I added together some of my neighbours' house numbers. Can you explain the patterns I noticed?

Try to solve this very difficult problem and then study our two suggested solutions. How would you use your knowledge to try to solve variants on the original problem?

Can you arrange the numbers 1 to 17 in a row so that each adjacent pair adds up to a square number?

If you take a three by three square on a 1-10 addition square and multiply the diagonally opposite numbers together, what is the difference between these products. Why?

You have been given nine weights, one of which is slightly heavier than the rest. Can you work out which weight is heavier in just two weighings of the balance?

Advent Calendar 2011 - a mathematical activity for each day during the run-up to Christmas.

You are given the Lowest Common Multiples of sets of digits. Find the digits and then solve the Sudoku.

This is a variation of sudoku which contains a set of special clue-numbers. Each set of 4 small digits stands for the numbers in the four cells of the grid adjacent to this set.

15 = 7 + 8 and 10 = 1 + 2 + 3 + 4. Can you say which numbers can be expressed as the sum of two or more consecutive integers?

You have twelve weights, one of which is different from the rest. Using just 3 weighings, can you identify which weight is the odd one out, and whether it is heavier or lighter than the rest?

My two digit number is special because adding the sum of its digits to the product of its digits gives me my original number. What could my number be?

The challenge is to find the values of the variables if you are to solve this Sudoku.

Find all the ways of placing the numbers 1 to 9 on a W shape, with 3 numbers on each leg, so that each set of 3 numbers has the same total.

This task encourages you to investigate the number of edging pieces and panes in different sized windows.

The number of plants in Mr McGregor's magic potting shed increases overnight. He'd like to put the same number of plants in each of his gardens, planting one garden each day. How can he do it?

How have "Warmsnug" arrived at the prices shown on their windows? Which window has been given an incorrect price?

A cinema has 100 seats. Show how it is possible to sell exactly 100 tickets and take exactly £100 if the prices are £10 for adults, 50p for pensioners and 10p for children.

Here is a Sudoku with a difference! Use information about lowest common multiples to help you solve it.

Four numbers on an intersection that need to be placed in the surrounding cells. That is all you need to know to solve this sudoku.

Do you notice anything about the solutions when you add and/or subtract consecutive negative numbers?

A student in a maths class was trying to get some information from her teacher. She was given some clues and then the teacher ended by saying, "Well, how old are they?"

Take three whole numbers. The differences between them give you three new numbers. Find the differences between the new numbers and keep repeating this. What happens?

A 2 by 3 rectangle contains 8 squares and a 3 by 4 rectangle contains 20 squares. What size rectangle(s) contain(s) exactly 100 squares? Can you find them all?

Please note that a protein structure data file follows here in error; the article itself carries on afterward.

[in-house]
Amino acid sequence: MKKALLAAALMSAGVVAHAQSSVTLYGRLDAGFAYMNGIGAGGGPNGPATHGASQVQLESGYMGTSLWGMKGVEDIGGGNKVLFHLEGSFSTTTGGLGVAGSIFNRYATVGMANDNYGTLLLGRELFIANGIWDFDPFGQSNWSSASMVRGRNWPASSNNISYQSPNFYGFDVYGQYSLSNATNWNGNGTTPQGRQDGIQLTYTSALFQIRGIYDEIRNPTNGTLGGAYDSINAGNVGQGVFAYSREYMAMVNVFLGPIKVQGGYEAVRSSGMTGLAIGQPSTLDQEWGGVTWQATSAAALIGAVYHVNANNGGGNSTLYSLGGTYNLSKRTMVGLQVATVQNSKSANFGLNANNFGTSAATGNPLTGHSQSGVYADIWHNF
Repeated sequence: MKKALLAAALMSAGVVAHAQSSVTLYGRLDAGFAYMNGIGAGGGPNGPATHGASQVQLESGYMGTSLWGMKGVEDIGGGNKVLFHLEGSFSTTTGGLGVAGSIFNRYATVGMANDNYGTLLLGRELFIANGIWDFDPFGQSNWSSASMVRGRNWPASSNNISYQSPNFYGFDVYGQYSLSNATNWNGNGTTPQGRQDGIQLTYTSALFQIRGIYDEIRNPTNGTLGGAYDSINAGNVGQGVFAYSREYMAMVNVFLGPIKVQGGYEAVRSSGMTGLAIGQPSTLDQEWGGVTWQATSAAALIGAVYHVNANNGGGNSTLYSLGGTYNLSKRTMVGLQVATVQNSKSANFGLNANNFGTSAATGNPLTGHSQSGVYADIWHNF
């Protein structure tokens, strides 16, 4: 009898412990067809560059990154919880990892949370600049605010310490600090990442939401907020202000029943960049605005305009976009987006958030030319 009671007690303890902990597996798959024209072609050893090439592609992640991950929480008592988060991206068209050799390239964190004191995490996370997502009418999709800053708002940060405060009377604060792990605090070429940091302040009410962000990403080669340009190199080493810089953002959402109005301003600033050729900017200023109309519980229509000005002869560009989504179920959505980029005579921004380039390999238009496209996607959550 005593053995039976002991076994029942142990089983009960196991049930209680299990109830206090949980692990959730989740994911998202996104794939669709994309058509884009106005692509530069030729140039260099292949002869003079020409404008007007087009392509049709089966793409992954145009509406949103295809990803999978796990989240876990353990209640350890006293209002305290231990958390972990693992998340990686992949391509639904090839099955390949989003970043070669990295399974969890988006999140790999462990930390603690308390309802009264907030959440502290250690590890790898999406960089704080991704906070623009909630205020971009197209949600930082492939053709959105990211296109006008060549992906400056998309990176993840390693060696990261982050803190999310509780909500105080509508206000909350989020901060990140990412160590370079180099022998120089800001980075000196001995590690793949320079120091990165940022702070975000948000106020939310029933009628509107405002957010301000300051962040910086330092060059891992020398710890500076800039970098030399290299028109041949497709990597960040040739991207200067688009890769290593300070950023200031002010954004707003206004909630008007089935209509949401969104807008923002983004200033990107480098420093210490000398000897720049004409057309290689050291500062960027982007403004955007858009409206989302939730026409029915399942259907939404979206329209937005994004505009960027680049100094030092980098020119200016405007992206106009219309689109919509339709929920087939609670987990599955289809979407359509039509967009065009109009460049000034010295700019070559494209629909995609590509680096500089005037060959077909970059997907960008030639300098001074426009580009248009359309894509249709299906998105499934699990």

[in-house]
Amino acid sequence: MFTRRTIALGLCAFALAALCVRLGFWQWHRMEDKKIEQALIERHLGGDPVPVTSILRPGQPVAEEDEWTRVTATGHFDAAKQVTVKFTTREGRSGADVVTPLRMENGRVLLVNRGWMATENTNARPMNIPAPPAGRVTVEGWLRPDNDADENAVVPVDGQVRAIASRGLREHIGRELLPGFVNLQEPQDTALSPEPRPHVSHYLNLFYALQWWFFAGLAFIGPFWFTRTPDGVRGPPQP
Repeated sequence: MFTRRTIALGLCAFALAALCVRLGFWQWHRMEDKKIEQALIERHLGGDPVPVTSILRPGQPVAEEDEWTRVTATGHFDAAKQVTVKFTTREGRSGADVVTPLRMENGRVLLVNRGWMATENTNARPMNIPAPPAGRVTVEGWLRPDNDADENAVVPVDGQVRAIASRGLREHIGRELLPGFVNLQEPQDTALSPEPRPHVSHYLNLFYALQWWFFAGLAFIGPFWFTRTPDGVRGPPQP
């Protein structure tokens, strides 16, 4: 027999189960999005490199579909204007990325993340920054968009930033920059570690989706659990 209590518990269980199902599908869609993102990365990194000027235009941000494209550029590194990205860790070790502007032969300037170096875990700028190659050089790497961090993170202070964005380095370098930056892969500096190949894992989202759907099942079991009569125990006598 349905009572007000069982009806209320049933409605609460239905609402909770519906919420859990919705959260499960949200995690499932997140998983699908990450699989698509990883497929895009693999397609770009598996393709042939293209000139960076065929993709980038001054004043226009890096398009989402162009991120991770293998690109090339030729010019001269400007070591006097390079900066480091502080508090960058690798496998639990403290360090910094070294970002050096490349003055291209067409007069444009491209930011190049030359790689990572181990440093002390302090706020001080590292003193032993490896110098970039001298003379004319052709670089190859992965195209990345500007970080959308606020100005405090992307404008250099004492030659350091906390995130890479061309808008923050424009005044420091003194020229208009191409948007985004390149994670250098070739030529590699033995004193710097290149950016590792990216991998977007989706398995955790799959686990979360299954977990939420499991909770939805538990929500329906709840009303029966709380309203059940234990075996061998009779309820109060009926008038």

The NRICH team are always looking for new ways to engage teachers and pupils in problem solving. Here we explain the thinking behind maths trails.

Mr Smith and Mr Jones are two maths teachers. By asking questions, the answers to which may be right or wrong, Mr Jones is able to find the number of the house Mr Smith lives in... Or not!

This article for teachers describes several games, found on the site, all of which have a related structure that can be used to develop the skills of strategic planning.

Solve the equations to identify the clue numbers in this Sudoku problem.

Problem solving is at the heart of the NRICH site. All the problems give learners opportunities to learn, develop or use mathematical concepts and skills. Read here for more information.

Given the products of adjacent cells, can you complete this Sudoku?

The puzzle can be solved with the help of small clue-numbers which are either placed on the border lines between selected pairs of neighbouring squares of the grid or placed after slash marks on. . . .

The puzzle can be solved by finding the values of the unknown digits (all indicated by asterisks) in the squares of the $9\times9$ grid.

A particular technique for solving Sudoku puzzles, known as "naked pair", is explained in this easy-to-read article.

This Sudoku puzzle can be solved with the help of small clue-numbers on the border lines between pairs of neighbouring squares of the grid.

A Sudoku that uses transformations as supporting clues.

There are nine teddies in Teddy Town - three red, three blue and three yellow. There are also nine houses, three of each colour. Can you put them on the map of Teddy Town according to the rules?

A Latin square of order n is an array of n symbols in which each symbol occurs exactly once in each row and exactly once in each column.

An extra constraint means this Sudoku requires you to think in diagonals as well as horizontal and vertical lines and boxes of nine.

You need to find the values of the stars before you can apply normal Sudoku rules.

A pair of Sudoku puzzles that together lead to a complete solution.

Given the products of diagonally opposite cells - can you complete this Sudoku?

This Sudoku, based on differences. Using the one clue number can you find the solution?

This pair of linked Sudokus matches letters with numbers and hides a seasonal greeting. Can you find it?

60 pieces and a challenge. What can you make and how many of the pieces can you use creating skeleton polyhedra?

Use the differences to find the solution to this Sudoku.

Four small numbers give the clue to the contents of the four surrounding cells.